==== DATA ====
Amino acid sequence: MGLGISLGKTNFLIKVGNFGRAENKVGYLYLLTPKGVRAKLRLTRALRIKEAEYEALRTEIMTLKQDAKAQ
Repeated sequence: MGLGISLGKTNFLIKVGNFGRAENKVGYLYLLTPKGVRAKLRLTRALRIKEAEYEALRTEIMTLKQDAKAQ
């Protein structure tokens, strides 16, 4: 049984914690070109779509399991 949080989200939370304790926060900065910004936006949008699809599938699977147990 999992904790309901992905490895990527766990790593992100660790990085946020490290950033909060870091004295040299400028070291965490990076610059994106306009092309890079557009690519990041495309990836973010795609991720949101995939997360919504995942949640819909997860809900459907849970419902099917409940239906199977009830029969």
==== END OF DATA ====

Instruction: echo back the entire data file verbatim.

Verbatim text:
Amino acid sequence: MGLGISLGKTNFLIKVGNFGRAENKVGYLYLLTPKGVRAKLRLTRALRIKEAEYEALRTEIMTLKQDAKAQ
Repeated sequence: MGLGISLGKTNFLIKVGNFGRAENKVGYLYLLTPKGVRAKLRLTRALRIKEAEYEALRTEIMTLKQDAKAQ
């Protein structure tokens, strides 16, 4: 049984914690070109779509399991 949080989200939370304790926060900065910004936006949008699809599938699977147990 999992904790309901992905490895990527766990790593992100660790990085946020490290950033909060870091004295040299400028070291965490990076610059994106306009092309890079557009690519990041495309990836973010795609991720949101995939997360919504995942949640819909997860809900459907849970419902099917409940239906199977009830029969």